• Contributed By Ted Quock

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Translator, author, historian and pioneer in the field of simultaneous interpretation Sen Nishiyama died at a Tokyo rest home on July 2. He was 95.

Born in Salt Lake City and raised to be fluent in both English and Japanese, Nishiyama received his master’s degree in electrical engineering from the University of Utah.

After moving to Japan with his mother in 1935 following his father’s death, Nishiyama found employment as a research engineer with the Japanese government and became a naturalized citizen.

The rapid improvement of his Japanese reading and writing skills led to a career in interpretation and translation. Between 1935 and 1945, he worked with the Japanese government, then for the postwar Occupation authorities between 1945 and 1952. He eventually worked for the U.S. Department of State, where, among other duties, he served as a personal interpreter and adviser to the late U.S. Ambassador Edwin O. Reischauer.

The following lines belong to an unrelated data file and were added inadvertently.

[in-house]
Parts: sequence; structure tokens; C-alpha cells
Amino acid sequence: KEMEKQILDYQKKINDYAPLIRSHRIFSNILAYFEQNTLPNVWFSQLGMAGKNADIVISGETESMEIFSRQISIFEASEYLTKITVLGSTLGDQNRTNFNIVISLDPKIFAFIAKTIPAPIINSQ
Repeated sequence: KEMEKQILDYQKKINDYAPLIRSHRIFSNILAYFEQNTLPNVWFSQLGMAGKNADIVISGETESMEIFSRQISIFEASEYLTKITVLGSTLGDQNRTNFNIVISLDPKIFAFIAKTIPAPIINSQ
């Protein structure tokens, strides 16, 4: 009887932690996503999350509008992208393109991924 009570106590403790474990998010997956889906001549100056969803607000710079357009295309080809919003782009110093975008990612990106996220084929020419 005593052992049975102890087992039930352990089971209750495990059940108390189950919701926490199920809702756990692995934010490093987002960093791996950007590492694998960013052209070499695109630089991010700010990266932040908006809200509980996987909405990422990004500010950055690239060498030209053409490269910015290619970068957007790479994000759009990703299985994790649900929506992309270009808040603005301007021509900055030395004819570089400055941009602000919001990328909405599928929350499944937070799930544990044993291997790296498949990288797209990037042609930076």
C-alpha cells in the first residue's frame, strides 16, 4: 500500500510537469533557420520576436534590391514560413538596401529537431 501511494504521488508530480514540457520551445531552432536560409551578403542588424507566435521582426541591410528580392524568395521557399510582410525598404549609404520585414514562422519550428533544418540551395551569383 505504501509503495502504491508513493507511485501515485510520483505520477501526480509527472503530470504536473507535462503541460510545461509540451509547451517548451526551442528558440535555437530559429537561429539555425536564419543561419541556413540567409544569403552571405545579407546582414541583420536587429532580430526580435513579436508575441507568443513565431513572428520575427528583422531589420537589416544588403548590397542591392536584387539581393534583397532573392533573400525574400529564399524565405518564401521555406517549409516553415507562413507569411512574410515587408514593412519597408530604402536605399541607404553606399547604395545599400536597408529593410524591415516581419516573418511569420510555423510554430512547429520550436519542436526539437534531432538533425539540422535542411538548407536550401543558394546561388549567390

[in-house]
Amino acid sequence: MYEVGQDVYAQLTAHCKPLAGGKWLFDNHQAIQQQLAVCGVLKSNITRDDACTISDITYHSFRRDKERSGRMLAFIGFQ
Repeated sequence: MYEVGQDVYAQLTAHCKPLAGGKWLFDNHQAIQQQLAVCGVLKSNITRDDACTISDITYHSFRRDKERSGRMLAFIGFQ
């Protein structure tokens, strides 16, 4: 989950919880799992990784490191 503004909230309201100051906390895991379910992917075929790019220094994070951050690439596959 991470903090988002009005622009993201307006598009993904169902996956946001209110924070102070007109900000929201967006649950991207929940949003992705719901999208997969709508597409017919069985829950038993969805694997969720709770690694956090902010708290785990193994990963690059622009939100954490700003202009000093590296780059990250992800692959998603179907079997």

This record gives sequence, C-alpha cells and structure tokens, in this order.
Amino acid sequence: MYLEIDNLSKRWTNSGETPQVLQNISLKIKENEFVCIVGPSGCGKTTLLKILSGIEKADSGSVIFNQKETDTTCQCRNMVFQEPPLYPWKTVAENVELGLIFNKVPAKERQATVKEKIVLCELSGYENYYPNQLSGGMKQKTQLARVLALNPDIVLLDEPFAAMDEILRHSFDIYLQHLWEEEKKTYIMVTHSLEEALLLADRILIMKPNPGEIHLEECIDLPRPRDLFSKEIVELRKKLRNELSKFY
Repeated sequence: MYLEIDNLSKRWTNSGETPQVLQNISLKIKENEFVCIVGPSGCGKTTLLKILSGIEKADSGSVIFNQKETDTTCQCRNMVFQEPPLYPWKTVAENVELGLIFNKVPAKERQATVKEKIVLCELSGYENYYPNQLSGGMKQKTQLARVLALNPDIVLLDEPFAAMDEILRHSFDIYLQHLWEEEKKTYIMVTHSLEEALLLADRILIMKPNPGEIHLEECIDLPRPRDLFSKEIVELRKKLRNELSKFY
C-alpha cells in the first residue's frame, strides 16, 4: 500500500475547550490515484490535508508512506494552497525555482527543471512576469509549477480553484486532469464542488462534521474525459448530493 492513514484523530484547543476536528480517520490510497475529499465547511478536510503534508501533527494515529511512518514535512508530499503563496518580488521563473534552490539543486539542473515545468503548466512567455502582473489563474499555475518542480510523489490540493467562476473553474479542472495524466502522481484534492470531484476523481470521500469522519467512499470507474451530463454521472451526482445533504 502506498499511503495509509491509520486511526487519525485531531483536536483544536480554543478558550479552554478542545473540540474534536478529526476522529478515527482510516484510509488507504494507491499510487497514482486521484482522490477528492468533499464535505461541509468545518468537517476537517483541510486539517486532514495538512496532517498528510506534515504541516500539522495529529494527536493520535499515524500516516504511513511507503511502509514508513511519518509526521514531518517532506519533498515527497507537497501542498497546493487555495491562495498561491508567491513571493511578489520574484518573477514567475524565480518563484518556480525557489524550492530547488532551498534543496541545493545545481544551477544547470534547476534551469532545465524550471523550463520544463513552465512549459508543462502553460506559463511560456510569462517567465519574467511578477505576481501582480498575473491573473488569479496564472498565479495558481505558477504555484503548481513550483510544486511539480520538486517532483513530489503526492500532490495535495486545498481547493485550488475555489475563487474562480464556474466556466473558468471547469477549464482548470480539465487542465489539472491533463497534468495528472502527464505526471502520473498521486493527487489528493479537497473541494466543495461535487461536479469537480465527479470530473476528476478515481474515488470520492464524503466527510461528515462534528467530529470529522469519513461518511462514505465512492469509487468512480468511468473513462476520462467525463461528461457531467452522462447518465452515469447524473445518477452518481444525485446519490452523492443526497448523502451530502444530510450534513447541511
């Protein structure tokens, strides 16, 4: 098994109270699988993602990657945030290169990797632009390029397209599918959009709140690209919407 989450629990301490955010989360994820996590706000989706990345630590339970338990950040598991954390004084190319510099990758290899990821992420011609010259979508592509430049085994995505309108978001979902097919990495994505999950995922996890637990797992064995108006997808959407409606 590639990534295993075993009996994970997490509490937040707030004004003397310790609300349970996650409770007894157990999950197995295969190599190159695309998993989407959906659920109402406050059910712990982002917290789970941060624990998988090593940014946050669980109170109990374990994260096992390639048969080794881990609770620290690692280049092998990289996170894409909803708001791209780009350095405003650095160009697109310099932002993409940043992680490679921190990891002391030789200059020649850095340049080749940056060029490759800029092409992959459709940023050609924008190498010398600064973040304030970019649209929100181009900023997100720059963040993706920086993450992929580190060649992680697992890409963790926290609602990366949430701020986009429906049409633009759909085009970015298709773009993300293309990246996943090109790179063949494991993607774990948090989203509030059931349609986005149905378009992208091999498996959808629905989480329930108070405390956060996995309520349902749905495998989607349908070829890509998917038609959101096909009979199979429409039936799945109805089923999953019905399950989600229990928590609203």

Between 1973 and 1986, he served as a Sony Corp. executive, and taught simultaneous interpretation at Simul Academy for three decades. He became a household name with his simultaneous interpretation of the televised Apollo 11 moon landing on July 19, 1969.

Nishiyama was chairman of the Japan Society of Translators, helped to launch the Fulbright program office in Japan and was a long-standing member of the Japan PEN Club, authoring numerous books and articles on cross-cultural communication, the history of Japanese-Americans and the art of simultaneous interpretation.

Nishiyama was a 60-year member of the congregation of Tokyo Union Church and was instrumental in the inauguration of English-language services there. The church will hold one of several memorial services planned for September.

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